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Asteroids, comets and meteorites

  • On 27 September 2022, DART impacted the Dimorphos asteroid. / DART / NASA
  • An illustration showing how a sliver of cometary building block material was swallowed by an asteroid and preserved inside a meteorite. Image credit: Larry Nittler / NASA.

Exploring asteroids

The group is mainly focused on the remote follow up of asteroids and comets, meteorites characterisation and in the study of meteoroid interaction with Earth's atmosphere producing fireballs. Experienced in multi-instrumental laboratory analyses and the characterisation of sample-returned materials, this group contributes to obtaining new answers on the role of minor bodies in the terrestrial enrichment in volatiles and organics previous to the appearance of life on Earth. They also have discovered the unique catalytic abilities of chondrites in the origin of life.

Studying primitive meteorites to understand solar system evolution

The remote follow up of asteroids and comets in different band-pass filters using telescopes allows identifying the surface composition of these fascinating objects, but the meteorites that arrived to Earth are free samples delivered from many of them. The study of these primitive materials, authentic building blocks of planets, is of relevance to date and to establish the different steps in planetary evolution.
Chondritic asteroids, particularly those of carbonaceous nature, are considered the most representative samples of the starting composition of the Sun and the gaseous nebula from which planets formed. These bodies can be considered fossils to understand solar system evolution because they are sampling the protoplanetary disk forming materials, exhibiting essential chemical and isotopic fingerprints essential to understand the astrophysical environment in which our planetary system formed. Our ICE-CSIC group, with experience in laboratory analysis, and characterisation of meteorites and studies on other sample-returned materials, is contributing to obtain new answers on the role of minor bodies in the terrestrial enrichment in volatiles and organics previous to the appearance of life on Earth.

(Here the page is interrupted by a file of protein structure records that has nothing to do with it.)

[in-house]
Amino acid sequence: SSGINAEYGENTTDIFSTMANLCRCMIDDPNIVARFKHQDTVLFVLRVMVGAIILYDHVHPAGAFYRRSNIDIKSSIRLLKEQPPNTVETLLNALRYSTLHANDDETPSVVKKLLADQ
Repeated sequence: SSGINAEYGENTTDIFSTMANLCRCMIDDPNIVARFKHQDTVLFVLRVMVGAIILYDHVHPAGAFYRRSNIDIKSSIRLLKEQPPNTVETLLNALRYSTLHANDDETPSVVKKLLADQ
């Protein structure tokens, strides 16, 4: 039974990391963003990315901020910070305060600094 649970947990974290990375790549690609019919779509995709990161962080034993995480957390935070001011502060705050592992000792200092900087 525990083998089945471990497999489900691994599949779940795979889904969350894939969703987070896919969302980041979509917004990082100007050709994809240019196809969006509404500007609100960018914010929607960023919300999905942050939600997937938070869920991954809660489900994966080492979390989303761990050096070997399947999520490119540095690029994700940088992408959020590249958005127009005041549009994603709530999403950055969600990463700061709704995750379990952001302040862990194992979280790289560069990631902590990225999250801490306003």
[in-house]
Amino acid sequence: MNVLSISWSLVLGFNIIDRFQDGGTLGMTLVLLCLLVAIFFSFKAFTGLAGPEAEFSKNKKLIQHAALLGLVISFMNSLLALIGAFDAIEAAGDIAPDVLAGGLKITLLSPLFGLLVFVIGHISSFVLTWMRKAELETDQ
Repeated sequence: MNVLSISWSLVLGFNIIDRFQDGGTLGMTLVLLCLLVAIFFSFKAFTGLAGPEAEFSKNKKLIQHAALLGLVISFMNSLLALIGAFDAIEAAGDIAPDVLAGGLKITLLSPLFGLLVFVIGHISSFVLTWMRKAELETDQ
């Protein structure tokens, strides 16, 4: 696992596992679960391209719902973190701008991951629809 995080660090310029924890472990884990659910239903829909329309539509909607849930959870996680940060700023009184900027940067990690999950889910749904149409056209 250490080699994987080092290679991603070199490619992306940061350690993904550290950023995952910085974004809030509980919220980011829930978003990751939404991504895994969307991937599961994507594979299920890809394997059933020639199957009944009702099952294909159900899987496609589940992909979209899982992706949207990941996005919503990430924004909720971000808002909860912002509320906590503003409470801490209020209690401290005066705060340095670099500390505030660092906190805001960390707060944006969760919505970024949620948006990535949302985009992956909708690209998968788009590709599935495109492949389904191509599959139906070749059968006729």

Meteorites and Sample Return Clean Laboratory

The Clean Room for Meteoritics and Return of Samples of the Institute of Space Sciences (ICE-CSIC).


The research activity of our group is focused in four different aspects, namely:

  • The recovery and characterisation of new meteorites to study their physico-chemical properties and assess their parent bodies
  • The study of aqueous alteration in meteorites to infer the pathways in which water arrived to rocky planets and how meteorite minerals catalysed complex organics from in an astrobiological context
  • The remote sensing study of asteroids and comets to better understand their nature
  • The study of meteoroid interaction with the atmosphere of the Earth producing meteors or fireballs (we lead the SPMN network) to decipher the dynamic origin of hazardous rocks.

In the field of meteorite characterisation our center has being recognised as international repository of NASA Antarctic meteorites. We have also recovered and characterised the last two Spanish meteorite falls: Villalbeto de la Peña ordinary chondrite in 2004 and Puerto Lápice (2007). We are also contributing to the identification of unnoticed meteorite falls like e.g. Ardón occurred in 1931. On the other hand, we are contributing to the study of meteorite falls in South America with the recent characterisation of Cali (2009) and Berduc (2010) chondrite falls occurred in Colombia and Argentina respectively. Among other achievements, we also leaded the characterisation of a meteorite find called Claromecó in 2016.